In 1967, in Afroyim vs. Rusk, the Supreme Court held that Congress cannot strip individuals of citizenship unless they choose to renounce it. In words directly applicable to the Lieberman proposal, the court stated: “Citizenship is no light trifle to be jeopardized any moment Congress decides to do so…. The very nature of our free government makes it completely incongruous to have a rule of law under which a group of citizens temporarily in office can deprive another group of citizens of their citizenship.”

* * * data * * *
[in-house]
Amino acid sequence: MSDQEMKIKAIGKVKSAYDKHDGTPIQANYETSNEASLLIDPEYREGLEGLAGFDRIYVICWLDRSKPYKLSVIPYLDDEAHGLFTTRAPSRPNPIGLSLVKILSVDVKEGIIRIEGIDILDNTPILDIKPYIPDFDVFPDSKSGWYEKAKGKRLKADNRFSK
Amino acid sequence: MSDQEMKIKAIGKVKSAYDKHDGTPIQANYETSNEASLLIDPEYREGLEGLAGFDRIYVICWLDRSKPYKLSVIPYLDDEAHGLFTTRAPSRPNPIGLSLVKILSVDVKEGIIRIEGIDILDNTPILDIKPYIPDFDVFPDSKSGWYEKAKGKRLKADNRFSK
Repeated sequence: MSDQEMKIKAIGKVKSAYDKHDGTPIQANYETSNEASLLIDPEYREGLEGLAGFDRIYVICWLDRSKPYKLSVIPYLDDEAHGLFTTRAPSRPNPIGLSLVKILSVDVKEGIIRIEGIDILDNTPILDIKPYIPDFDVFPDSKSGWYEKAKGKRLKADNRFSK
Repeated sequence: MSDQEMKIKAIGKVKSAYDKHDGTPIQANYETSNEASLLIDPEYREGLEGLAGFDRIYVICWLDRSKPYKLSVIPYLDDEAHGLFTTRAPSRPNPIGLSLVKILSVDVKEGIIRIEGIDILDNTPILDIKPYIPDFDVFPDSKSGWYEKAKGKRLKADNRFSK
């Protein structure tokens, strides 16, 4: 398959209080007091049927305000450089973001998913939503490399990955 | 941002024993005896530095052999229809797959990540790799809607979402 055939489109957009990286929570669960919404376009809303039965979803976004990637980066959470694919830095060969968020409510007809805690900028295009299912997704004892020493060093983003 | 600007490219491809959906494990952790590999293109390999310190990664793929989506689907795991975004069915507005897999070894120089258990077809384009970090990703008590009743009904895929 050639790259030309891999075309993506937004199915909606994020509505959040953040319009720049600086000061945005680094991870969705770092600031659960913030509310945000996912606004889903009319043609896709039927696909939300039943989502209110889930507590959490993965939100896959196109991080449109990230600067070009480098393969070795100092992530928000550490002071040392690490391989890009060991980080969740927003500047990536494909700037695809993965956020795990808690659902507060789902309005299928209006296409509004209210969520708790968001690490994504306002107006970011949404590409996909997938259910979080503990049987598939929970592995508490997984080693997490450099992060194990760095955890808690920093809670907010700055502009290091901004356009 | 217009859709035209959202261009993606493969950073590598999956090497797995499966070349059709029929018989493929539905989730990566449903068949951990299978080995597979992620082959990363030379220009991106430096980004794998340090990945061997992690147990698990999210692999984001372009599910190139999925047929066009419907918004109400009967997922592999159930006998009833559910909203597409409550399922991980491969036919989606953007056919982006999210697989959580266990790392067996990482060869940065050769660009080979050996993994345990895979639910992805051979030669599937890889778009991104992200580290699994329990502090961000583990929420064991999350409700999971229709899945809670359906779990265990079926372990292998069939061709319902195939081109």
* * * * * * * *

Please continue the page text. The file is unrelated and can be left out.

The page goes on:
Nor can Congress eliminate the need to inform terrorism suspects of their right to remain silent. The Supreme Court has held that the warning is required by the privilege against self-incrimination found in the 5th Amendment. Previous efforts by Congress to eliminate or modify this have been declared unconstitutional.
Moreover, such actions are unnecessary. Those who commit terrorist acts can and should be severely punished; stripping them of their citizenship and failing to inform them of their right to remain silent serve no additional purpose.